The heating elements provide direct radiant heat transfer to the upstream face of the bed 45 of catalyst. The catalyst described above is considered capable of absorbing some 90 to 95 percent of the radiant heat energy. To this end, the heating elements are disposed within rather close proximity to the face. It has been found that this spacing may range from about 2 to about 8 inches from the face. Preferably, the spacing of the heating elements will be about 2 to 4 inches.
A plurality of reflecting members 130 for reducing convection losses are positioned within the conduit on the upstream side of the heating elements. Each member may be of semi-circular, parabolic, or of other similar structure for directing the radiation toward the face of the catalyst. Suitably, the members will be formed of material to provide a reflective surface.
As may now have been appreciated the embodiments of FIGS. 6-9 operate without resort to the combustor 16 of, for example, the FIG. 1 embodiment. To this end, it has been found that the radiation from the heating elements also heats the stream moving toward the catalyst by convection.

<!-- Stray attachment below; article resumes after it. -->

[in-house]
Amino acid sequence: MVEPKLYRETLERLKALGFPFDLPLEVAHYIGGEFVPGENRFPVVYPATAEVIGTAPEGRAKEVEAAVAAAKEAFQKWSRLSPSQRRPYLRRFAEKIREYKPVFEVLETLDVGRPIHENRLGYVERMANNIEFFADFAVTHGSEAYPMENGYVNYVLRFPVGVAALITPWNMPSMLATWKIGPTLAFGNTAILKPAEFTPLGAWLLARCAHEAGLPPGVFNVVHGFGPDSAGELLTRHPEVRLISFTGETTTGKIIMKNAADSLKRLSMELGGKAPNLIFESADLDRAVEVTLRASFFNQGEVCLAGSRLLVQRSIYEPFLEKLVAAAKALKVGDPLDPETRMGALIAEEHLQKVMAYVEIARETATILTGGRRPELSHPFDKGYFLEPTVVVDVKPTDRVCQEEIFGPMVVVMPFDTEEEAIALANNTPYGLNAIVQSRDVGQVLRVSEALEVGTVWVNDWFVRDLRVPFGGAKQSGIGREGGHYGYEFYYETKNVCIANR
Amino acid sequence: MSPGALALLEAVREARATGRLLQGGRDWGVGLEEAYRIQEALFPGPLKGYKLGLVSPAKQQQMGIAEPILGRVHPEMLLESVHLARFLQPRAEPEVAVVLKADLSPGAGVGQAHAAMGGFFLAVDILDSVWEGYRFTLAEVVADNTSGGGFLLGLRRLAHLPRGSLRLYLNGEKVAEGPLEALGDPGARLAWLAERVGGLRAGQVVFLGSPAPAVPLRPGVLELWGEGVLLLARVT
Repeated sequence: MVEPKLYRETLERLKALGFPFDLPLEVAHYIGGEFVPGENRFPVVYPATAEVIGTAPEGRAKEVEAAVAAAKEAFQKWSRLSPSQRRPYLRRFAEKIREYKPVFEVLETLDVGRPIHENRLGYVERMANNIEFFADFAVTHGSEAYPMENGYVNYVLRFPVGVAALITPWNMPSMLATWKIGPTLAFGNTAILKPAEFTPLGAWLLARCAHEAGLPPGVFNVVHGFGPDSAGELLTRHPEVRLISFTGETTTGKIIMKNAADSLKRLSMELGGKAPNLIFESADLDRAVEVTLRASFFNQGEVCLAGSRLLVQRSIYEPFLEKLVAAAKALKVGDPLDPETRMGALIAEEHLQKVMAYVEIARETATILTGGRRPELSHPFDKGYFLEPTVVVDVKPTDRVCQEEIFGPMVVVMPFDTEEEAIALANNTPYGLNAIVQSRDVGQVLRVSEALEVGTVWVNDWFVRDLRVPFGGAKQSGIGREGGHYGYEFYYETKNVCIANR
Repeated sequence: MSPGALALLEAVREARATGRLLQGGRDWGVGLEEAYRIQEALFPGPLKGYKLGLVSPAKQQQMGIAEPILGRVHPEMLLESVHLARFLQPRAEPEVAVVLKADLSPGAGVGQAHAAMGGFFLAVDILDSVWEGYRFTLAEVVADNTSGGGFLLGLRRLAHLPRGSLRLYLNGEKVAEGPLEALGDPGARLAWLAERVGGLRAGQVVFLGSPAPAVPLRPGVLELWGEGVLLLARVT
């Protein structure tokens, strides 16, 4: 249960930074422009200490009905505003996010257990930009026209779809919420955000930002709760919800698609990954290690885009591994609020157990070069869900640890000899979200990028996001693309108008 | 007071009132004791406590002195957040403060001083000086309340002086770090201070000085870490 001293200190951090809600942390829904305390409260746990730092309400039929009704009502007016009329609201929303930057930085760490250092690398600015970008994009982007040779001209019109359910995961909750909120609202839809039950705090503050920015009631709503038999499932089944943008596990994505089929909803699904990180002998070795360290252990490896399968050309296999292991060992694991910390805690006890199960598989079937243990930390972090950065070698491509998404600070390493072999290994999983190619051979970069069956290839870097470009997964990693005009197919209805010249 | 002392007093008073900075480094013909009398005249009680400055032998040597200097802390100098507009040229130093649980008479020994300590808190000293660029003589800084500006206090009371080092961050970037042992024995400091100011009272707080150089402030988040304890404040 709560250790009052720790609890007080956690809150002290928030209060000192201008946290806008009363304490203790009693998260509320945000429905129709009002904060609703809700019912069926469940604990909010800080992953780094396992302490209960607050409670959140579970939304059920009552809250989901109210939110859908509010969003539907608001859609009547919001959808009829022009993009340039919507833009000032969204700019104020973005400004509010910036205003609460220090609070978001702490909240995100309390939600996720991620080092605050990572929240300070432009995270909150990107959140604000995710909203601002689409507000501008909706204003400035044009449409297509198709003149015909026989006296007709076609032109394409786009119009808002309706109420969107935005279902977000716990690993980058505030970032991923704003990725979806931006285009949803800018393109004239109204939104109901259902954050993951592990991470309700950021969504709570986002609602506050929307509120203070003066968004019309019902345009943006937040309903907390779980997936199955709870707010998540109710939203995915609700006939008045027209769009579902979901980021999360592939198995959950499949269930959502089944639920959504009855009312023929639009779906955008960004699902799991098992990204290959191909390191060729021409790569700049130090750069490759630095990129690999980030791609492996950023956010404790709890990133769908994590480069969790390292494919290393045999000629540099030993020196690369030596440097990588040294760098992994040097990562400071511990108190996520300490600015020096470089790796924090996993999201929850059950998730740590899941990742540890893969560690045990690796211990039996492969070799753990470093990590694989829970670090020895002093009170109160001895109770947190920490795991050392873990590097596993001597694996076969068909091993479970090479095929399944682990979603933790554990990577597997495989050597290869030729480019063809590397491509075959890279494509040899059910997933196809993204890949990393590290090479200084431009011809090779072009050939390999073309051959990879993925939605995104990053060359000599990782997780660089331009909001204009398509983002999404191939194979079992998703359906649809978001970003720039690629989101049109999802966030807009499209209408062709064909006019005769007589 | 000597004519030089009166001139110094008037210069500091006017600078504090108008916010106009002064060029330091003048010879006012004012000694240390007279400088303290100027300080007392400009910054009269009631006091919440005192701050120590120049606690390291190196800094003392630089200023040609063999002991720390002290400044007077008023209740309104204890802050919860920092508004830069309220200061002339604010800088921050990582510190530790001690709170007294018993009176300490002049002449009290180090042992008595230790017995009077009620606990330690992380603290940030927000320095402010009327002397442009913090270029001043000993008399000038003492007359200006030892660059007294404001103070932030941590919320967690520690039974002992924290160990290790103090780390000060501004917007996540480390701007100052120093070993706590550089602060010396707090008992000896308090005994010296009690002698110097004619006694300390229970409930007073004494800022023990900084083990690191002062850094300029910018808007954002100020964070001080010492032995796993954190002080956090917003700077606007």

The radiant energy transferred to the catalyst face, to heat the face to a temperature of from about 100° to about 150° F. above ambient effluent temperature may be provided in the preferred embodiment by a grid of heating elements located on about 3 inch centers across a generally square conduit for a flow of 5,000 SCFM. The conduit may be about 28 inches in both dimensions. The total power imput may be approximately 60 kw.
The catalytic activity has been found to increase significantly through use of the heating elements as described. The enhancement is in a substantial doubling of the reaction rate for each 20° F. rise in catalyst temperature over its normal temperature, as long as the reaction is not mass transfer limited.
The embodiment of FIG. 8 illustrating a straight-through conduit otherwise duplicates that of FIG. 6 in structure and operation.